generally demands relevant knowledge.

For instance, in example 2, if you don't know the importance of the
number of tests, it'd be hard for you to realize that even the other 3
metrics combined still don't form a complete context, and if most people
around the world don't know that, some countries can simply minimize
the number of tests performed over virus C on those countries, so the
numbers will make them look like that they've been performing incredibly
well in controlling the infections of virus C so far, meaning that numbers without contexts can also lead to cheating by being misleading rather than outright lying.

Sometimes, contexts will always be incomplete even when
you've all the relevant numbers because some contexts contain some important details that are very hard to be quantified, so when it comes to relevant knowledge, knowing those details are crucial as well.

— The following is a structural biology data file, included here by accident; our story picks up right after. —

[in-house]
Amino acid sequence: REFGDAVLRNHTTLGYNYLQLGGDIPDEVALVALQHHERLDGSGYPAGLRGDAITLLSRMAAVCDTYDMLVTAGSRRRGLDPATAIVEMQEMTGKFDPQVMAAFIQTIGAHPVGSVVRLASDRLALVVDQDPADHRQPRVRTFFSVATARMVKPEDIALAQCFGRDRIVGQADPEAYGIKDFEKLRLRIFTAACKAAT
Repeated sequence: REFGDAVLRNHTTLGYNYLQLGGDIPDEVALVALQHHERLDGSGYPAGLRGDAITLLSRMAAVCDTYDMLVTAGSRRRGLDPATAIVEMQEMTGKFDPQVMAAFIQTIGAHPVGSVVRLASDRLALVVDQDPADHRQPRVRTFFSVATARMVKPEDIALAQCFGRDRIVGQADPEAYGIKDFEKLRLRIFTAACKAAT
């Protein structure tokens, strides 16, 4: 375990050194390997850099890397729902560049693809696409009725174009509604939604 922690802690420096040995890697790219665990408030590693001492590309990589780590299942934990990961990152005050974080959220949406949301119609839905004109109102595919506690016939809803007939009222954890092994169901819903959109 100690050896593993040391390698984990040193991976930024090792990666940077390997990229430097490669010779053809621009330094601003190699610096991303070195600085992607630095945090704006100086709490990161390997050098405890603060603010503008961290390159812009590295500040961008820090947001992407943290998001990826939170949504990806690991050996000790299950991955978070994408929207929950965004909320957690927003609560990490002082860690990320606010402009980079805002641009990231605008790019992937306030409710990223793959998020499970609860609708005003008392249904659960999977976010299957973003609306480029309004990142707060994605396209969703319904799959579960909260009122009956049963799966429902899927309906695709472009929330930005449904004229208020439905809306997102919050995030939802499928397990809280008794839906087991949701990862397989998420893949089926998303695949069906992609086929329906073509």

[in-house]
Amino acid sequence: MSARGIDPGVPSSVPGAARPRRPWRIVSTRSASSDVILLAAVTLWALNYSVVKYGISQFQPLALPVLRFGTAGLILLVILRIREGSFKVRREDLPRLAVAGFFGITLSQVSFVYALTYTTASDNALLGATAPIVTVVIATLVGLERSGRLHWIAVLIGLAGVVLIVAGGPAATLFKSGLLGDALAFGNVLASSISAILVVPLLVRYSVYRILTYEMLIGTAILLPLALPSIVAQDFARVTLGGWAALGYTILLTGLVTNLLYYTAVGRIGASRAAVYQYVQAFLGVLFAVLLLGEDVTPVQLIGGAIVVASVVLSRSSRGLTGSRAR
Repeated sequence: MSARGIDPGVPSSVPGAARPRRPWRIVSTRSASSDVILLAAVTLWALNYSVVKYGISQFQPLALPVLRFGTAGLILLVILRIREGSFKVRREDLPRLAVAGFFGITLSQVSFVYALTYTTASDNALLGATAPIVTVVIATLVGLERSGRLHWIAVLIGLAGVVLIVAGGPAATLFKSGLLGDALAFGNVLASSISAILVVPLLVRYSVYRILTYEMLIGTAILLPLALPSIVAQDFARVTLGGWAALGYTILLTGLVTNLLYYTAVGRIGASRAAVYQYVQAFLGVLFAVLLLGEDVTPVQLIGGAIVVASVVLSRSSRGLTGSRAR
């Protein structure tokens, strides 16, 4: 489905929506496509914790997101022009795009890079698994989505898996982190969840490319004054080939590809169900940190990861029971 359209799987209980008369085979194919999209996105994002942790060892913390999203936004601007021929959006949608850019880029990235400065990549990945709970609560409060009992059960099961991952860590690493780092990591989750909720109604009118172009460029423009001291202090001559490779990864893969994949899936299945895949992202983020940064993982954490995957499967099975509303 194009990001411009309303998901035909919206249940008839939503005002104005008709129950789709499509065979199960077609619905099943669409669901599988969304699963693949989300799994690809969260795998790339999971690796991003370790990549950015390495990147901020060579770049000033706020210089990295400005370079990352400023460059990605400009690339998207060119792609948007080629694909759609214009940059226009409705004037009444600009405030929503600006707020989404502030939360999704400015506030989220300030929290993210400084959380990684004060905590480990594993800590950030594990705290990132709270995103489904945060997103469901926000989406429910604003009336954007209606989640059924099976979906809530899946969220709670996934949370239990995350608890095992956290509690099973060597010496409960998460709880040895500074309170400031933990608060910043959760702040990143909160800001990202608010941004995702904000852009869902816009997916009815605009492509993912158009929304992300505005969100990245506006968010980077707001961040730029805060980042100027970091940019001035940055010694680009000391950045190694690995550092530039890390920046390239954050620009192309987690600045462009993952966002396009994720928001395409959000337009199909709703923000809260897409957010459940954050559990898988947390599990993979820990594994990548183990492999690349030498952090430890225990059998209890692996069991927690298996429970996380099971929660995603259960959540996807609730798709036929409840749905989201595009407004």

Let's consider this example(example 3) of a team of 5 employees who
are supposed to handle the same set of support tickets every day, and
none of them will receive any overtime compensations(actually having
overtime will be perceived as incompetence there):

1. Employee A, B, C, and D actually work on the supposed 40-hour work
week every week, and each of them handles 20 support tickets(all handled
properly) per day on average

2. Employee E actually works on 80 hour work week on average instead of
the supposed 40, and he/she handles 10 support tickets(all handled
properly) per day on average

Does this mean employee E is far from being on par with the rest of
the team? If you think the answer must be always yes, then I'm afraid
that, you've yet again misused those KPIs, because in this case, the
missing contexts at least include the average difficulty of the support
tickets handled by those employees, and such difficulty is generally
very hard to quantify.

You may think that, as all those 5 employees are supposed to handle
the same set of support tickets, the difficulty difference among the